Unlike Forest Gump, I don’t believe life is like a box of chocolates. I believe it’s more like a garden. Maybe that’s because there are fewer calories in plants or simply because I spend a whole lot more time in my garden than I do sitting down to a lovely box of chocolates!
At any rate, I love the parallels I see around me between my garden and life when I’m up to my elbows in dirt and grass clippings.
As I sit in my office, looking out the window at my garden, I’m always struck by the ever changing colors and textures I see. Life is like that too, don’t you think? Things change, the colors come and go and the textures sometimes go from soft and inviting to harsh and downright painful. (Thank you very much, rose bush!) Stop and take a look around you and see if you don’t see the same thing. Sometimes we live in a pristine meadow, with a glorious collection of colors and song birds. Other times we are stuck in the middle of nothing but crabgrass!
Some gardens are controlled and orderly, planted with neat rows of green and color. There are gardens that stick to a particular color scheme or a repeated pattern. That can be calming to some, but after awhile, I would be crazy bored if that were my garden.
Some gardens are wild, like a symphony warming up their instruments, everyone playing a different note at the same time. They seem chaotic, haphazard, and honestly kind of a mess. I would be a nervous wreck if my garden looked like that day after day, season after season.
That’s why balance and change are so necessary. You get just the right balance of shapes and textures and there is a peacefulness that fills you as you absorb the beauty. But inevitably, once you get the balance just right, something changes. The birds devour the berries or the rabbits nibble away all the flower petals and the plant that once fit so perfectly now appears dried up and straggly. So a gardener has to pivot and make changes to restore the balance. Berry season ends, so a different plant will need to go in its place. The temperatures have made growing another round of soft petaled flowers challenging so a different, sturdier flower will be needed to take over. Sometimes a hard pruning is necessary to revive a plant and get it back on track to grow and flourish.
Like a garden, life is constantly changing with the seasons. In winter, all the beauty of what’s to come is hidden deep within the soil. The seeds are busy germinating; the roots and bulbs of perennials are resting and gathering energy in preparation of what is coming. It may look like everything’s dead and nothing is going on, but just a few scratches under the surface of the hard ground can reveal baby earthworms and tiny seeds just waiting for the right moment to make their appearance.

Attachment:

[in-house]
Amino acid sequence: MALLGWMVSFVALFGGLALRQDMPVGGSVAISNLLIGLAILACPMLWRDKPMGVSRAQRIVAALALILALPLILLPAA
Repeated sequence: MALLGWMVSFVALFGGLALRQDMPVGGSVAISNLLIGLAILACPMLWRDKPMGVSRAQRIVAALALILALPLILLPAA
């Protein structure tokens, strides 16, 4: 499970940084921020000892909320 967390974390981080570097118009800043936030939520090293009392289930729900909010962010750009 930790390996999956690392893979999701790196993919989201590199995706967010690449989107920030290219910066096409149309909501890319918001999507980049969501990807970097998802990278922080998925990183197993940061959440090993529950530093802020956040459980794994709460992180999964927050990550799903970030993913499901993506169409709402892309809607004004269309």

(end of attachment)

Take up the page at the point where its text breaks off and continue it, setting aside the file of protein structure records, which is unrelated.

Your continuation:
In spring, everything is fresh and new and full of promise. Grass has such a brilliant shade of green, it almost hurts your eyes! Tender shoots of flowers and young plants start to stake their claim in the soil that has nourished them during the quiet of winter. They spread their roots and unfurl all the color and glory that God created them to provide.
Summer brings the heat that can either kill a tender plant or show the strength of one with deep roots and solid nourishment. Its during the heat of summer, when the air gets still and heavy, that a plant will show its true nature. A shallow and weak root system or isolation from the refreshing afternoon shade required to keep it going will separate the weakest plants from the sturdiest. A plant that has been well taken care of and is planted in the right place for its needs, can survive the scorch of summer’s sun. Its roots have been trained to go deep for the life giving water it needs. Because its strong, it isn’t as susceptible to pests and disease and the elements that want to destroy it.
Fall is one of my favorite seasons because that’s when the change in the garden is so noticeable. The leaves that were once bright green have shifted to amazing colors that match a sunset. The young flowers have moved aside and the more mature, solid shrubs have taken their place as the centerpiece. They are the constant that give the garden shape, even once everything else has died away.
And then winter comes again. Life in the garden slows way down. Some plants have finished their purpose and are ready to retreat back into the soil. It may seem like they are gone, but those old plants have left a legacy for the garden that gave them so much life through every season. They break down in the soil, providing the nutrients for the next group of seedings as they wait their turn to surface in spring and bring their own beauty to the garden of life.
What season are you in? Have you made sure to do the work that will sustain you during those hard summer and winter months? I’m taking a lesson from my toughest and strongest plants; enjoy the moment now when I’m meant to sparkle and shine in this dark and dreary world. I’m pausing often to soak up God’s word that will sustain me during the tough times that I know are coming, because that’s all part of the cycle of life and my garden!
As the Scriptures say, “People are like grass; their beauty is like a flower in the field. The grass withers and the flower fades. But the word of the Lord remains forever.” – 1 Peter 1:24